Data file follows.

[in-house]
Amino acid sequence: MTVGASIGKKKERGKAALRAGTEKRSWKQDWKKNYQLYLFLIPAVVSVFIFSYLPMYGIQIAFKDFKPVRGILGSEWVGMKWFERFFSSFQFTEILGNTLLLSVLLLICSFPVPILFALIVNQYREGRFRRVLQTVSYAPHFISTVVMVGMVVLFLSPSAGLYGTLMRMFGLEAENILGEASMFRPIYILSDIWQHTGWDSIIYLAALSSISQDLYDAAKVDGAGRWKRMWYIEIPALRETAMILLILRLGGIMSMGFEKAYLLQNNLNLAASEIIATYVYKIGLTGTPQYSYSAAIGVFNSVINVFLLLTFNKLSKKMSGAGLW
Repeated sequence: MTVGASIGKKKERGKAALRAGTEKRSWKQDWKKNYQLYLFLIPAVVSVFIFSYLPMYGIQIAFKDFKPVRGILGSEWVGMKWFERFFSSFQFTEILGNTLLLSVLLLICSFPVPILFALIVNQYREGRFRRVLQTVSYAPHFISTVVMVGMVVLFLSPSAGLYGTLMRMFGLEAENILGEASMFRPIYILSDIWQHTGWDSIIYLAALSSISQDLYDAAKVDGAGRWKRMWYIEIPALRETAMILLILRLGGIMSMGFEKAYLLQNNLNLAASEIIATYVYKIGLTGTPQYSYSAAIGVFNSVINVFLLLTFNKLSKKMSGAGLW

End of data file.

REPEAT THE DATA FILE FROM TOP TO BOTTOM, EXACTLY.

[in-house]
Amino acid sequence: MTVGASIGKKKERGKAALRAGTEKRSWKQDWKKNYQLYLFLIPAVVSVFIFSYLPMYGIQIAFKDFKPVRGILGSEWVGMKWFERFFSSFQFTEILGNTLLLSVLLLICSFPVPILFALIVNQYREGRFRRVLQTVSYAPHFISTVVMVGMVVLFLSPSAGLYGTLMRMFGLEAENILGEASMFRPIYILSDIWQHTGWDSIIYLAALSSISQDLYDAAKVDGAGRWKRMWYIEIPALRETAMILLILRLGGIMSMGFEKAYLLQNNLNLAASEIIATYVYKIGLTGTPQYSYSAAIGVFNSVINVFLLLTFNKLSKKMSGAGLW
Repeated sequence: MTVGASIGKKKERGKAALRAGTEKRSWKQDWKKNYQLYLFLIPAVVSVFIFSYLPMYGIQIAFKDFKPVRGILGSEWVGMKWFERFFSSFQFTEILGNTLLLSVLLLICSFPVPILFALIVNQYREGRFRRVLQTVSYAPHFISTVVMVGMVVLFLSPSAGLYGTLMRMFGLEAENILGEASMFRPIYILSDIWQHTGWDSIIYLAALSSISQDLYDAAKVDGAGRWKRMWYIEIPALRETAMILLILRLGGIMSMGFEKAYLLQNNLNLAASEIIATYVYKIGLTGTPQYSYSAAIGVFNSVINVFLLLTFNKLSKKMSGAGLW